The earthquake, of course, was the internet, and the subsequent seizure of the ad business by technology companies. Between them, Google, Apple, Facebook and Amazon (about whom Galloway has written an acclaimed, critical book, The Four), have transformed advertising’s terms of trade. Clients pour billions into a digital ecosystem that revolves around Google and Facebook in particular. The ad industry, run by people who pride themselves on creativity, is being displaced by the ad business, which prides itself on efficiency. Clients are spending less on the kind of entertaining, seductive, fame-generating campaigns in which ad agencies specialise, and more on the ads that flash and wink on your smartphone screen.
The ad industry views itself as a field of applied artistry, a next-door neighbour to the entertainment industry. Though it often fails, it aspires to surprise, charm, move and delight people on behalf of its clients. The ad business is obsessed with data science, and distrusts the messy stuff of story, image and idea. The ad industry thinks of itself as the custodian of a brand’s meaning in popular culture. The ad business could not care less about such fluff. Instead, it seeks to identify the precise moment that a consumer needs something so that it can trigger a sale. Shopping, on its model, is essentially an engineering problem to which a satisfyingly logical solution has finally been found.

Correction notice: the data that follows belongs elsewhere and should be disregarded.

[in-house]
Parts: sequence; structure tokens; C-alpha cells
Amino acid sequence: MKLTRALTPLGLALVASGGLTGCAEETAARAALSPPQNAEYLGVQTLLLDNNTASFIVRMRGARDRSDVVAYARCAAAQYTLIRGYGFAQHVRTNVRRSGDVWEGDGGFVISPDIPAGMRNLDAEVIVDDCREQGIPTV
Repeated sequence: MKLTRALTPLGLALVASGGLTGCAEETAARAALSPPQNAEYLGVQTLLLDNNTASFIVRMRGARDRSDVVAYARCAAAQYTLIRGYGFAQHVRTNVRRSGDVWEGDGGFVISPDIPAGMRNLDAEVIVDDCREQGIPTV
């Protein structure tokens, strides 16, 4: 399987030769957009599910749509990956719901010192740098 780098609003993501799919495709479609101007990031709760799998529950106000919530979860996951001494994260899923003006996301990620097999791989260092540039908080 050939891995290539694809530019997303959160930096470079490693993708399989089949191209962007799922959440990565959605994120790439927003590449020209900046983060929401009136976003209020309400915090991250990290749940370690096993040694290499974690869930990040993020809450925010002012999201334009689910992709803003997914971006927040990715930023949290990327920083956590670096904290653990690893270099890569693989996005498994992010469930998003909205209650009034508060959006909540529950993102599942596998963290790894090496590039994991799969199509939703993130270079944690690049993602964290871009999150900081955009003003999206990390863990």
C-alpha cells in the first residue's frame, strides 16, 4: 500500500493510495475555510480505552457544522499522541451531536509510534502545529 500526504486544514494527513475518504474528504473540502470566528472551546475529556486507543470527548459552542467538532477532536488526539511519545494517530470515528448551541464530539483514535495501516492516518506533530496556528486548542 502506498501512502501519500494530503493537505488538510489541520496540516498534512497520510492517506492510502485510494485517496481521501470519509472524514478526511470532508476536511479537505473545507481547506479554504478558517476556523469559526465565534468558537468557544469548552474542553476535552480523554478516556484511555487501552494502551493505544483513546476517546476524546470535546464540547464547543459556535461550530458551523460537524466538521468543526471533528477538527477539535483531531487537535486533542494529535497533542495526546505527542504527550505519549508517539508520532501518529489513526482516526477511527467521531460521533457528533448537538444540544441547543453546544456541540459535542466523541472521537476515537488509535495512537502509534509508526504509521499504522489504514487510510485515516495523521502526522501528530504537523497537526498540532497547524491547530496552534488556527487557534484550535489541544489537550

The ad business is largely automated. Clients only have to decide how many people they want to reach, and how much they want to spend; algorithms do the rest. In the milliseconds before a page loads on to your screen, a virtual auction takes place. Advertisers bid for the chance to place their client’s ad on it, based on data about your online behaviour: where you live, whether you’re young or old, recently shopped for shoes or searched for a car brand. The advertiser might create multiple ads and serve different executions to different slices of its audience. Some companies, such as Cambridge Analytica, claim to be able to target personality types using this method. The more valuable your particular profile is to the advertiser, the higher price its algorithm will pay the publisher to get an ad in front of your eyes. In this way, every scintilla of attention is transformed into money.